Floyd Against Drugs Celebrates 20 Years of Community Activism Local

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It started with one person – a counselor at a local school.

Twenty years later, Floyd Against Drugs has grown into an organization whose mission is to mobilize the community against alcohol, drug use and smoking by minors.

In June the FAD celebrates its 20th anniversary. Twenty years of community activity. And it looks to the future.

FAD was started by Annette Morris who was a consultant at a local school at the time. She saw the need to create an organization to help children make bad decisions about drugs and alcohol. Floyd Against Drugs now has a board of directors comprised of educators, law enforcement, treatment providers and individuals who believe prevention is the first line of attack on the drug and alcohol problem in the community.

According to executive director Dale Styers, the organization has a wide variety of activities throughout the year – activities geared towards prevention. These include a drug drop as well as a prom campaign to remind students and parents that providing alcohol to teenagers is illegal.

“We’re using a national campaign called ‘Those Who Lose Hosts Most,” “Styers said. “We are distributing billboards and leaflets across the community and buying billboards to get the message across.”

After this campaign, FAD switched to the prevention week from May 9th to 14th. They were able to get a proclamation from the City of Rome and Floyd County saying the week of Prevention Week. A different substance was highlighted each day of the week.

On June 10th, FAD celebrates its anniversary in a very special way and works with JavaJoy, a mobile coffee cart in which people of all abilities spread their unsurpassed joy through moments of commitment and coffee. This takes place from 7:00 am to 8:30 am in the Rome Floyd Chamber car park, 1 Riverside Parkway

And the activities and presence in the community keep growing.

“Our Sticker Shock campaign starts in July,” said Styers. “We’re partnering with a new local organization we’re mentoring called Drug Free Future to go to local liquor stores and put up signs reminding people that buying alcohol for minors is fined $ 1,000 and / or imprisonment if caught. We also have billboards in the community. “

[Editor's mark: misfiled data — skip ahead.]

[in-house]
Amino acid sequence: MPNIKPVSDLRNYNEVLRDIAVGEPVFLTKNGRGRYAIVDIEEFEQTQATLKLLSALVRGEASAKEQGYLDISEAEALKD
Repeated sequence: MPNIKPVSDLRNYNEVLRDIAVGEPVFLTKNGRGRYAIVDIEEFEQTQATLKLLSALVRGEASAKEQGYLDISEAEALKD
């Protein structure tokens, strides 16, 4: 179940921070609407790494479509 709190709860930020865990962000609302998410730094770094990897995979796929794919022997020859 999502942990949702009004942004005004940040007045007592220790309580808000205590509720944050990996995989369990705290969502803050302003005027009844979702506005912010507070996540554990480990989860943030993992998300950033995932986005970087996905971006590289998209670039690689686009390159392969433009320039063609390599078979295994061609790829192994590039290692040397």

In August, FAD will celebrate National Overdose Day. It’s a time when they encourage the community to come together to remember those who were unable to overcome their supplements. Compliance with last year was marked on the clock tower with a butterfly release and a prayer.

“In September we hope the Teen Maze comes back,” added Styers. “We were partners in this program and look forward to it every year.”

The second DEA Drug Drop will take place in September and FAD will partner with the Redmond Regional Medical Center for their Crush the Crisis Day. In October, the organization will work with local school systems to celebrate Red Ribbon Week, an annual awareness campaign aimed at preventing alcohol, tobacco and other drugs and violence.

“FAD has historically provided speakers, door decoration prizes and promotional items tailored to the specific message of Red Ribbon Week,” said Styers. “We also have plans for a Family Fun Night at the end of the year. Part of prevention is building strong family bonds, and a fun evening is part of that.

Finally, by the end of the year, they plan to launch a Lock it Up campaign with billboards and billboards to get the message across, lock up alcohol and prescription drugs. During the holiday season, with so many kids at home and parents working, FAD encourages parents to lock up their prescriptions and alcohol.

One of the most visible FAD projects and its big rollout last year was a drug buster trailer. The 26-foot trailer has been completely converted into the interior of a teenager’s bedroom and bathroom and is for adults only. FAD provided the setup with drug paraphernalia to show parents the various places teenagers could hide drugs. The trailer can be brought to various organizations such as school PTAs, network groups, civic organizations, churches, and non-profit groups.

“Without the alliances with other organizations, we couldn’t do much of what we do,” said Styers. “We have worked with the Rome-Floyd County Commission for Children and Adolescents, Harbin Clinic, Floyd Medical Center, Redmond Hospital, Highland Rivers, LivingProof Recovery, Balanced Living and Healing Hearts, to name a few. “

FAD also gives many presentations in local schools and across the community.

“Whether it’s vaping or drugs and alcohol,” said Styers. “I share my 30 year recovery story and we have others on the board who share their own stories.”

Until last year, FAD was funded by the federal government. But its board of directors has decided to become a community-funded organization and has received positive feedback from its big fundraiser, the annual Murder Mystery Dinner Theater, which takes advantage of notable Rome residents for a fun evening of dinners and crime fiction.

“We’ll do that next spring as well, provided COVID is behind us and at the same time we are looking for other local sizes and private funding,” said Styers.

To support Floyd Against Drugs with donations or for more information, please visit www.floydagainstdrugs.com or search for “Floyd Against Drugs” on Facebook.



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